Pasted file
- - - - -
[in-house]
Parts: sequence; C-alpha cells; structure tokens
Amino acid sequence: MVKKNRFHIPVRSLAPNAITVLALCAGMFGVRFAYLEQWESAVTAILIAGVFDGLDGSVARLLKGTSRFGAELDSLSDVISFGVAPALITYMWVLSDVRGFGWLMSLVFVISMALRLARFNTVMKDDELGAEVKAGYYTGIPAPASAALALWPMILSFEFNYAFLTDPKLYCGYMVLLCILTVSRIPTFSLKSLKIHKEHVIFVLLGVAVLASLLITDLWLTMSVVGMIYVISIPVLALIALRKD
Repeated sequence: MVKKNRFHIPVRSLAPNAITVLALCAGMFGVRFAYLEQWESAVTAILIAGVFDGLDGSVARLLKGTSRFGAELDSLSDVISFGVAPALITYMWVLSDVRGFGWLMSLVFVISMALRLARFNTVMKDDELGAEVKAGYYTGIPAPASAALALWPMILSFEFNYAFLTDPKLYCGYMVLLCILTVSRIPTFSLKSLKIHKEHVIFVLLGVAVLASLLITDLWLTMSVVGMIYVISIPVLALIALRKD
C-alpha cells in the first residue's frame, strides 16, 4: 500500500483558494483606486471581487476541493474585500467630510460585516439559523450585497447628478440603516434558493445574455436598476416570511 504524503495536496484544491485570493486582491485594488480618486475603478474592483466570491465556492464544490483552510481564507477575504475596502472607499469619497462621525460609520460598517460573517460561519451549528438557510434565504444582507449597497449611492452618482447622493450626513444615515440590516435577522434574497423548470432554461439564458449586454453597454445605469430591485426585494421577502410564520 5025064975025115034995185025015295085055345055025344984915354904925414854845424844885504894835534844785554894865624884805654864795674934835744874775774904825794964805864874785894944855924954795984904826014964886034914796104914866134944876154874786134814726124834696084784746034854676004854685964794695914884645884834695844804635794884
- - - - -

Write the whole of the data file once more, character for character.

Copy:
[in-house]
Parts: sequence; C-alpha cells; structure tokens
Amino acid sequence: MVKKNRFHIPVRSLAPNAITVLALCAGMFGVRFAYLEQWESAVTAILIAGVFDGLDGSVARLLKGTSRFGAELDSLSDVISFGVAPALITYMWVLSDVRGFGWLMSLVFVISMALRLARFNTVMKDDELGAEVKAGYYTGIPAPASAALALWPMILSFEFNYAFLTDPKLYCGYMVLLCILTVSRIPTFSLKSLKIHKEHVIFVLLGVAVLASLLITDLWLTMSVVGMIYVISIPVLALIALRKD
Repeated sequence: MVKKNRFHIPVRSLAPNAITVLALCAGMFGVRFAYLEQWESAVTAILIAGVFDGLDGSVARLLKGTSRFGAELDSLSDVISFGVAPALITYMWVLSDVRGFGWLMSLVFVISMALRLARFNTVMKDDELGAEVKAGYYTGIPAPASAALALWPMILSFEFNYAFLTDPKLYCGYMVLLCILTVSRIPTFSLKSLKIHKEHVIFVLLGVAVLASLLITDLWLTMSVVGMIYVISIPVLALIALRKD
C-alpha cells in the first residue's frame, strides 16, 4: 500500500483558494483606486471581487476541493474585500467630510460585516439559523450585497447628478440603516434558493445574455436598476416570511 504524503495536496484544491485570493486582491485594488480618486475603478474592483466570491465556492464544490483552510481564507477575504475596502472607499469619497462621525460609520460598517460573517460561519451549528438557510434565504444582507449597497449611492452618482447622493450626513444615515440590516435577522434574497423548470432554461439564458449586454453597454445605469430591485426585494421577502410564520 5025064975025115034995185025015295085055345055025344984915354904925414854845424844885504894835534844785554894865624884805654864795674934835744874775774904825794964805864874785894944855924954795984904826014964886034914796104914866134944876154874786134814726124834696084784746034854676004854685964794695914884645884834695844804635794884